Australian Election 2016 - Bland vs Generic

Last Saturday (July 2nd) Australia voted for who they'd like to govern the country for the next four years. Apparently the eight week campaign leading up to polling day was one of the longest in Australian history. Media outlets complained of being tired of it but me, I barely noticed they were even campaigning.

I mean, I saw all the TV ads and watched segments on the news shows I still watch but all of it was little more than background noise after the first week. Neither party had anything interesting to hang their platforms from.


I'm sure Pauline Hanson would agree on the
Liberal's four point Power Point presentation too.
The Liberal Party and current PM, Malcolm Turnbull ran a campaign so generic you could have inserted almost any candidate - even their most left wing opponents - and they wouldn't look out of place.

The Liberal's four point plan was supposed to be, I guess, simple and easily understood but honestly, who doesn't want those things? Your average Aussie isn't interested in reading websites about 'Strong New Economies'. Heck I have more than a passing interest in politics and I never visited their campaign website once.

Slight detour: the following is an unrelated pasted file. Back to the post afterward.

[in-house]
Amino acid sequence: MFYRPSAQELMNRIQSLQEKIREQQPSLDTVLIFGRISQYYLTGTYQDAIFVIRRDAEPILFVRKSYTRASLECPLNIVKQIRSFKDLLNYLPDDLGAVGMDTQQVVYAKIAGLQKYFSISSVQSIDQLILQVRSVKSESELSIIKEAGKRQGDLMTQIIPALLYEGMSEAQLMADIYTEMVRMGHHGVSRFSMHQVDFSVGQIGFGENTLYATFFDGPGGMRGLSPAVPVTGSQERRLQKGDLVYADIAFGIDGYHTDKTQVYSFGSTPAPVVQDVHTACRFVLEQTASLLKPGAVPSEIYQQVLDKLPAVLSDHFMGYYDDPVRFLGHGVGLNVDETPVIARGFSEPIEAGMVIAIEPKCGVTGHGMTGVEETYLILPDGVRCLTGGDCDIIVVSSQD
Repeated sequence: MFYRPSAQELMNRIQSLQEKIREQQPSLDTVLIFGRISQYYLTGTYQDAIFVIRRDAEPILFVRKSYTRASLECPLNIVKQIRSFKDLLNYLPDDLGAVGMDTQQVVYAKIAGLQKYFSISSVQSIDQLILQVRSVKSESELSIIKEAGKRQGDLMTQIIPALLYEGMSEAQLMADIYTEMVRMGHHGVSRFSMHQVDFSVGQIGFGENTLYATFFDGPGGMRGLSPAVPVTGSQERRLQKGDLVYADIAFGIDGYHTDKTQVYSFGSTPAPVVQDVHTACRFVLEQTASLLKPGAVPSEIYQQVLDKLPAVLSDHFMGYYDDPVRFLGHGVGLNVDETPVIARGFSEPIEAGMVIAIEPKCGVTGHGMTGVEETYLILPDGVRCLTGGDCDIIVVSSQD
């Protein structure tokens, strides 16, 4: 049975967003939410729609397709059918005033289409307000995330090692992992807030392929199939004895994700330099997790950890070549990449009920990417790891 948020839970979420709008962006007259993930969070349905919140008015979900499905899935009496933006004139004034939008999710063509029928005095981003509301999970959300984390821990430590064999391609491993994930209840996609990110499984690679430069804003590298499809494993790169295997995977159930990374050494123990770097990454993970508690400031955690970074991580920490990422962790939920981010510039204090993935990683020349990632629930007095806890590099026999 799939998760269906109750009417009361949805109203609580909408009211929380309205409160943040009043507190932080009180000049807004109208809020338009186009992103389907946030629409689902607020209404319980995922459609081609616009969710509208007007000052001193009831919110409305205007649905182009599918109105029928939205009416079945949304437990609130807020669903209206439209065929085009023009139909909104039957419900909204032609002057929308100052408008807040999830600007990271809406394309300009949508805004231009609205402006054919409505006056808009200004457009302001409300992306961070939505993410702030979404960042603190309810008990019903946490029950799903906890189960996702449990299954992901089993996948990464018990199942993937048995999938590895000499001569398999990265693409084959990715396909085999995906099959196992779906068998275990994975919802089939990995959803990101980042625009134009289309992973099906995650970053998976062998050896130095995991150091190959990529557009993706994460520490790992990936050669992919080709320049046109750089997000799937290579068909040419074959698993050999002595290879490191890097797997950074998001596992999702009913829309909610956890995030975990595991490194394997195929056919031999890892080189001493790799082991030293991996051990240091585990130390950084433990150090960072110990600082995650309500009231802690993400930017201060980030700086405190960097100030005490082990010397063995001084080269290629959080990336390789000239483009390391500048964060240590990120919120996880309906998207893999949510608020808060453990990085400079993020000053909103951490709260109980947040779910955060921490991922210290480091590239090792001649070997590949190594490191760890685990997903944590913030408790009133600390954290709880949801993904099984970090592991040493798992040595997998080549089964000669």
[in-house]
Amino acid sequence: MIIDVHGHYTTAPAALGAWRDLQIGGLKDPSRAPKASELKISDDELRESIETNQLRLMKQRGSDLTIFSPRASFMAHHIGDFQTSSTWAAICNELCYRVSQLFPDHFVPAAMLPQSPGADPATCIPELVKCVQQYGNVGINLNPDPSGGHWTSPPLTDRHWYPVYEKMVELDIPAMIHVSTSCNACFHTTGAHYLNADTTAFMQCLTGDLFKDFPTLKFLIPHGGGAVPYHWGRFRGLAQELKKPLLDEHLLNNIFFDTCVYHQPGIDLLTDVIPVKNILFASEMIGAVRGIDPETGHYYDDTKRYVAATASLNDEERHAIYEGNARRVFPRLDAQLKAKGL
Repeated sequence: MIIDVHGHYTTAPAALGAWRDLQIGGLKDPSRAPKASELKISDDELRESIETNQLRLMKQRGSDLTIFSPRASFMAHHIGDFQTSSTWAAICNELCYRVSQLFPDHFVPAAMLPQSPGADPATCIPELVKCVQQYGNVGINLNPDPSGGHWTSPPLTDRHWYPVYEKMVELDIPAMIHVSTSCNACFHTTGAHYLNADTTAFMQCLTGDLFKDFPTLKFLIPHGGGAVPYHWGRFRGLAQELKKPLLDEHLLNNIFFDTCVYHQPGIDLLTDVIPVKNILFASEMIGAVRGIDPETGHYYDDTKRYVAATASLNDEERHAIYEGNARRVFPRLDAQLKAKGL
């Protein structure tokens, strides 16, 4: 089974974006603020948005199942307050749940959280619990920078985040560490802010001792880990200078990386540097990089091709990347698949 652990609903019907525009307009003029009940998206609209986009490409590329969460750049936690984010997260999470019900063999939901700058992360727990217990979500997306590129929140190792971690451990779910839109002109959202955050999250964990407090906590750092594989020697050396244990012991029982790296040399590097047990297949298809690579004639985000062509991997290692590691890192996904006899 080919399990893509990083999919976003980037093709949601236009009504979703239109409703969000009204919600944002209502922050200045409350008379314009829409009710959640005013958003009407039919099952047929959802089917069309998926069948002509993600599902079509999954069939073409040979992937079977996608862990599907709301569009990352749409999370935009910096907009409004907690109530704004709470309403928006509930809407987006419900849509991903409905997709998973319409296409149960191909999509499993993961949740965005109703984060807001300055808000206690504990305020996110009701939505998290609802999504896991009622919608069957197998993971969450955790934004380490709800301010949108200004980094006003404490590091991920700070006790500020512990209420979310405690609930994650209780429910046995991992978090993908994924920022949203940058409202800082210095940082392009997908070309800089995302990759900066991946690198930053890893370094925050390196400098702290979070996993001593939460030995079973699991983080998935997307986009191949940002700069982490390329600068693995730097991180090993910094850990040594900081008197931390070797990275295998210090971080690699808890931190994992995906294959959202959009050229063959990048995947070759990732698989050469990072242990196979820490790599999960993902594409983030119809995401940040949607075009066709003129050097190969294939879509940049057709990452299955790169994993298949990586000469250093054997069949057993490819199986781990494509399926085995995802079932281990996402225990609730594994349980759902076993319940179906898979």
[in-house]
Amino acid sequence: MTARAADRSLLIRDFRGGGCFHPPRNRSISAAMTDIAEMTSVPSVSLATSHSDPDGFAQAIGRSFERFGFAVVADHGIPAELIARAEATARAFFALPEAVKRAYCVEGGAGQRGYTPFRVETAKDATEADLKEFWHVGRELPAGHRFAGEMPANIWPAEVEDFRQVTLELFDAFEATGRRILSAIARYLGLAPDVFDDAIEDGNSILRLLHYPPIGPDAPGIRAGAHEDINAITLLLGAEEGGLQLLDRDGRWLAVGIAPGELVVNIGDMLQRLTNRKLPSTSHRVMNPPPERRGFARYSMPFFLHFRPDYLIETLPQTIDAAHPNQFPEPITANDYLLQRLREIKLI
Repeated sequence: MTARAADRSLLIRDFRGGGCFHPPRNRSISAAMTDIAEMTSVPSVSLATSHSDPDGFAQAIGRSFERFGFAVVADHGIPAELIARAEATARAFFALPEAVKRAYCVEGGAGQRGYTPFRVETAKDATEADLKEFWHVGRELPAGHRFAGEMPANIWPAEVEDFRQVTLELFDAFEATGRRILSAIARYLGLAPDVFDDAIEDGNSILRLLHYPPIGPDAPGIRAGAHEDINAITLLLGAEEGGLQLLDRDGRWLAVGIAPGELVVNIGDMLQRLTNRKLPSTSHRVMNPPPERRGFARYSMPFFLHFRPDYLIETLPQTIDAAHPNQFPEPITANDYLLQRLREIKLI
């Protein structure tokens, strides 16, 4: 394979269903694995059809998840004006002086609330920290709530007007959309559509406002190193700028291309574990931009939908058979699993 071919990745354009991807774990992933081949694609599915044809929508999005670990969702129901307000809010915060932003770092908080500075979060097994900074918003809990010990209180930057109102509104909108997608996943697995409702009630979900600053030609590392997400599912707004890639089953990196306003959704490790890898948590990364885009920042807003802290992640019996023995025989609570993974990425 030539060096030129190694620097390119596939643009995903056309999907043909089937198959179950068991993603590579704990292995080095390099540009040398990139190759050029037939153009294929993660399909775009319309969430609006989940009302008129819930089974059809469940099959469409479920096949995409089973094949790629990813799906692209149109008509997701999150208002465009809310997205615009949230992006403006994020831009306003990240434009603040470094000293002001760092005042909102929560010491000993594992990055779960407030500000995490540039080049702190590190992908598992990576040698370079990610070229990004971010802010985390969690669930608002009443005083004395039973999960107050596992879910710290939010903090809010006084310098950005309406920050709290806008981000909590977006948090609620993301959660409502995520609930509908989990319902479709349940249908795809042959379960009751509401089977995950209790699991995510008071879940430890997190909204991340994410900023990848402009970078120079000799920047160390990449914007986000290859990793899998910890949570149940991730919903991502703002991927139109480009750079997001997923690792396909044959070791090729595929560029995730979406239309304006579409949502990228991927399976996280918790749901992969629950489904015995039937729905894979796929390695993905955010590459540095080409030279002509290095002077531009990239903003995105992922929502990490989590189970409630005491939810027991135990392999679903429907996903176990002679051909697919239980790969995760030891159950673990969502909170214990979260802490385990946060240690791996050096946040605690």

The Liberal Campaign had all the passion of a Power Point presentation for a meeting that no one wants to be at. I'm sure, Prime Minister, Malcolm Turnbull has been to many of those too.

The Liberals also had some other ads about a Tradie losing out somehow with his investment properties because that's a key issue for... struggling families who think a 15% GST is a good idea?

I'm pretty certain some advertising agency
has a template for this ad style.
Labor launched some kind of scare campaign about the Liberal's wanting to privatize Medicare. They even got former PM, Bob Hawke, speaking on their behalf.

They were probably right about Malcolm Turnbull being seriously out of touch with voters but they didn't have to resurrect the style of Liberal's anti Latham ads from 2004... get your own shade of black, white and yellow Labor! I suspect there's an ad agency somewhere with an 'out of touch' template because I'm sure I've seen this style of ads back in the 1990s.